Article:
Slow Is Fast



PROVENCE AW19/20 is more than punk adjacent. We spentPROVENCE SS 2020, 

with contributions by Moyra Davey, Contemporary Art Writing Dally, Tyler Dobson, FOS, Coco Fitterman, Rodney Graham, Nancy Halt, Robert Hamacher, Daniel Horn, Peter Hujar, Arthur Jafa, Joanna Kamm, Liste Art Fair, Vincenzo Latronica, Tobi Maier, Sevina Roth, RIBOCA2, Hinrich Sachs, Danh V?, Lil Nas X
an afternoon at home with Pietro Mattioli, poring over portraits of
club-goers he took during the last years of the 1970s at Club Hey,
Zürich’s first punk and new wave nightclub. These images are juxtaposed
with more recent shots of patrons at House Of Mixed Emotions,
a series of club nights in Zürichs Longstreet Bar.

Punk manifests in many ways, and apolitical it is not. A study
of the genre could not have been dedicated to paper without considering
its intersectional nuance. In two interviews, Big Joanie, the
Black-British feminist punk trio and Sissi Zoebeli of Thema Selection
discuss the inevitability of activist pursuit as marginalized people
in specific creative and temporal contexts. In conversation with
Anne Gruber, Ulrike Ottinger waxes nostalgic on her feminist and
decolonial education, as well as her seminal 1977 film, Madame X—
An Absolute Ruler. The two met at Ottinger’s home on Bodensee, at
the foot of the Alps.

Six postcards, conceived by Edgars Gluhovs, showing different
crops of an image of the long-missing Lord Lucan have been
scattered freely amongst the pages of this publication.
Some things you’ve got to work for, others simply drop into
your lap.

In the LITERATURE section of this punk-themed edition of
PROVENCE, writer, curator, publicist, and editor, Hans-Christian
Dany, offers a translated excerpt from his latest book, MA-1 Mode
und Uniform, which is dedicated to the bomber jacket. “Deception
and camouflage are part of the game when no one is supposed to
know all too well how anyone else pays the rent”. Overleaf, in a passage
from When Surface Was Depth (2002), London-based novelist
Michael Bracewell reflects on the relationship between art, counter-
cultures and subcultures, and their liquidation into a mainstream.

We have no less than three editorials in ART & FASHION, two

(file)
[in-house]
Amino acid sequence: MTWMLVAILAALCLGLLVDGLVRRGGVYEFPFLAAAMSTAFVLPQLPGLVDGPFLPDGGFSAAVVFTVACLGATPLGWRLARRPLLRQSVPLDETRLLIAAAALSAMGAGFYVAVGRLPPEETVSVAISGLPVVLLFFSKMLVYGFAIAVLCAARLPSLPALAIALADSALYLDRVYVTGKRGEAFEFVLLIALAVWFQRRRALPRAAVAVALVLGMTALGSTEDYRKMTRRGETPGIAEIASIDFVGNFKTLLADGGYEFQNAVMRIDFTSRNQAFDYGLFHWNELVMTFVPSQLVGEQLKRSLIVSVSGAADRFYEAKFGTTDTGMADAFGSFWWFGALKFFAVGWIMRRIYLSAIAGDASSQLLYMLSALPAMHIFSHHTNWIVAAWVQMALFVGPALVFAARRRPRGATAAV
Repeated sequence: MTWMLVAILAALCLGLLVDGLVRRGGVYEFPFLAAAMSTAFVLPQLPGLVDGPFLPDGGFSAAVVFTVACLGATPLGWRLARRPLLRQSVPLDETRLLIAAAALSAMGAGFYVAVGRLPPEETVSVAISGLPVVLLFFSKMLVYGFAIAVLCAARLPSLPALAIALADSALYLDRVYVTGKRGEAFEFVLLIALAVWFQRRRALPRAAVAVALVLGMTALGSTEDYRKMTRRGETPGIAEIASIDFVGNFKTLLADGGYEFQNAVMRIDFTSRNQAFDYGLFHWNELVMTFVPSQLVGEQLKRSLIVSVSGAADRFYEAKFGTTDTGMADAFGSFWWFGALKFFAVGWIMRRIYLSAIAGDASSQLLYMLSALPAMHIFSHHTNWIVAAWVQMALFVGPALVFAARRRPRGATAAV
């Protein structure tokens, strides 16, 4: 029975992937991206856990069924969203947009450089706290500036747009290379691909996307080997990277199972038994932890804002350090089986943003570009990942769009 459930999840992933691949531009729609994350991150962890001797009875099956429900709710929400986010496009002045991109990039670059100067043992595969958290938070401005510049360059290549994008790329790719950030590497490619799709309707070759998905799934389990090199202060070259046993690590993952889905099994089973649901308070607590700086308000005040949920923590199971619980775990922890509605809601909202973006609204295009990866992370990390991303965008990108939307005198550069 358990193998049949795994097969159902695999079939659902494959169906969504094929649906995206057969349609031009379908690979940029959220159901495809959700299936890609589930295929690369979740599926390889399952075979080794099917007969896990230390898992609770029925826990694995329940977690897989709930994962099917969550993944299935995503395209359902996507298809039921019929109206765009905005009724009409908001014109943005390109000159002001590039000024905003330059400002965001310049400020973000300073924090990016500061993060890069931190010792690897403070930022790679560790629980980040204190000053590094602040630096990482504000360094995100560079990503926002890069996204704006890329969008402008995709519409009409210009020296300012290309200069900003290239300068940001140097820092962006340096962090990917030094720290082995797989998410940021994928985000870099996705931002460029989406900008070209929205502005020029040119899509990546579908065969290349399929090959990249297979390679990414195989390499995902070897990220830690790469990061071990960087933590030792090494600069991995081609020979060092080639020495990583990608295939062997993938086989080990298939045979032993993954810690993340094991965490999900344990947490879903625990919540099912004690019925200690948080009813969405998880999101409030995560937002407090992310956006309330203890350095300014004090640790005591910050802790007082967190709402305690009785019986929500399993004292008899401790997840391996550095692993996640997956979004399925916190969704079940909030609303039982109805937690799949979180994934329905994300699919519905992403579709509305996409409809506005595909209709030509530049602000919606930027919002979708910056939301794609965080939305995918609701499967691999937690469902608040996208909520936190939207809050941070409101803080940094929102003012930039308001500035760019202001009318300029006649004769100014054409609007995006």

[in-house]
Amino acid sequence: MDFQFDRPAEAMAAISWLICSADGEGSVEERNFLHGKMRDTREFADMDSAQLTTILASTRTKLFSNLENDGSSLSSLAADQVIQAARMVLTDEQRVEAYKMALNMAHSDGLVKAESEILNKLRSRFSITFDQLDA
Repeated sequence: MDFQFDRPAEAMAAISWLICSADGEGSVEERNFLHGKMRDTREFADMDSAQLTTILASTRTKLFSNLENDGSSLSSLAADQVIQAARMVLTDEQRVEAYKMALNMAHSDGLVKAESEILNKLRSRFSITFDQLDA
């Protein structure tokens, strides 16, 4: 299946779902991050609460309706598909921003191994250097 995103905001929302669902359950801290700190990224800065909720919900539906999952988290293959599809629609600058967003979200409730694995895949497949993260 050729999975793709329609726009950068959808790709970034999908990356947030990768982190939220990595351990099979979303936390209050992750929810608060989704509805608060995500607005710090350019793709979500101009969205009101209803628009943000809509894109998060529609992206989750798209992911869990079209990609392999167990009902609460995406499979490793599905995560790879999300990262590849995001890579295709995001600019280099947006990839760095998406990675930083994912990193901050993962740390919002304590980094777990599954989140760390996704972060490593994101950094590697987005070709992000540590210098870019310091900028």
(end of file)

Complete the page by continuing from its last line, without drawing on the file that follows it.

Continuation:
of which are dedicated to a single designer. Mikael Gregorsky shoots
Aganovich, avant-garde haute-couture, styled by Alessia Ansalone;
Kristina Nagel takes her lens to experimental designer Lou de Bètoly’s
latest collection, styled by our fashion editor Nina Hollensteiner;
lastly, Nadine Fraczkowski journeys to a small village near Düsseldorf
to capture Leila, a nineteen-year-old gymnastics enthusiast.

IN-HOUSE furthers our investigation into the nature of the
contemporary gallery, which we pursued in the previous two issues.
This time, we explore the phenomenon of in-house magazines
founded by galleries and art institutions. We speak with Lionel Bovier,
director of the MAMCO in Geneva, and Randy Kennedy, executive
editor of Ursula, Hauser & Wirth’s new publication, to gain
insight as to this recent art world industry trend.

To control which stories are and are not told is a great responsibility.
Kari Rittenbach offers a view from the other side of the desk, with
a distillate of her rejected pitches and unfinished articles—the stories
that never reached a platform beyond the inboxes of her editors.

Following this course, we’ve included REVIEW, a section
comprising contributions by artists, curators and critics who we invited
to challenge the format of the contemporary exhibition review.

On a trip to Hangzhou, China, we visited Li Lin, the art collector
and founder of JNBY. Meanwhile, in Beijing, curator Egija
Inzule spoke to Anna Eschbach and Antoine Angerer of I: project
space about their latest initiative, The Nightlife Residency, an interdisciplinary project focused on extracting the social potential of the
city’s club-culture through a contemporary art practice. Further
south, Wang Gongquan, proprietor of the Tsingpu Retreat offered
advice as to the tricky business of balancing a public civil rights activism
presence with a foray into the luxury hospitality business—
what’s a man to do?

Hannes Grassegger wears flip-flops and makes notes on Bitcoin
from Richard Branson’s island refuge, and over in Austria, our
deputy editor Olamiju Fajemisin questions Ei Arakawa and Sarah
Chow on the union of magic and concept from a medieval castle-
cum-summer school atop a hill in the middle of Salzburg. Read
all about it in REPORT.

PROVENCE. Biannual. Subscribe. Sorry.

2200 x 000
Provence, Motto Books
Olamiju Fajemisin, Philip Pilekjær, Tobias Kaspar (Eds.)
  • 8 €


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